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Art Comes Alive At Gallery

September 29, 2009 12:30 PM
 | 
Brandon Meginley newwave@tulane.edu
  

There is a notion that artists are dedicated hermits, creating their art in a solitary fashion. Li Huai, a visual artist and professor at University of California–San Diego, relies on collaboration to create. Tulane art students worked with her recently to build Duct Tape, Chinese Ink, Etc., a site-specific installation piece at the Carroll Gallery on the Tulane uptown campus.



Visual artist Li Huai and Tulane students talk about their work to create an exhibit in the Carroll Gallery in this video produced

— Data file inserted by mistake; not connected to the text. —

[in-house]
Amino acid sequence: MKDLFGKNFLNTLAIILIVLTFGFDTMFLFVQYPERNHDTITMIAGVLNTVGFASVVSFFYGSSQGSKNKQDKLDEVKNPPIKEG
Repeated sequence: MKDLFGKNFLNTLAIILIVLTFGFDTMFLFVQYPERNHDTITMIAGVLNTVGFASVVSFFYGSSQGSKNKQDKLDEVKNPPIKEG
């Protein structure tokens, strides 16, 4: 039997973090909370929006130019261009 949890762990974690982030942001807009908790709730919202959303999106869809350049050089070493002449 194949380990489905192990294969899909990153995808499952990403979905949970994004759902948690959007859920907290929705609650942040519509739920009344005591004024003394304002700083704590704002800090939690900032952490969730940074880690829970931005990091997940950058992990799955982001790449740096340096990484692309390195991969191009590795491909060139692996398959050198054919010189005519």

by Brandon Meginley and Nick Marinello.

The three rooms in the gallery are like a Chinese courtyard, says Huai.

A canvas, split bilaterally, hangs from the wall in the main room. A massive, Rorschach-like inkblot begs the question, "What do you see here?" Chinese names are strewn on its outskirts, each accompanied by its own splash of black ink. For this piece, the artist used Chinese ink, sea salt and hot wax.

These are not her only materials, however. Huai and the students filled dozens of Styrofoam trays with water to make indoor reflective pools of the floors in two rooms. Fluorescent orange duct tape runs along each entrance. These rooms are blocked off, both literally and symbolically. And in the distance, out of reach, portraits of men and women hang on the walls and are reflected in the pool at your feet.

Duct Tape, Chinese Ink, Etc. is open to the public until Oct. 23 at the gallery, located in the Woldenberg Art Center.

Brandon Meginley is a senior majoring in journalism at Tulane University.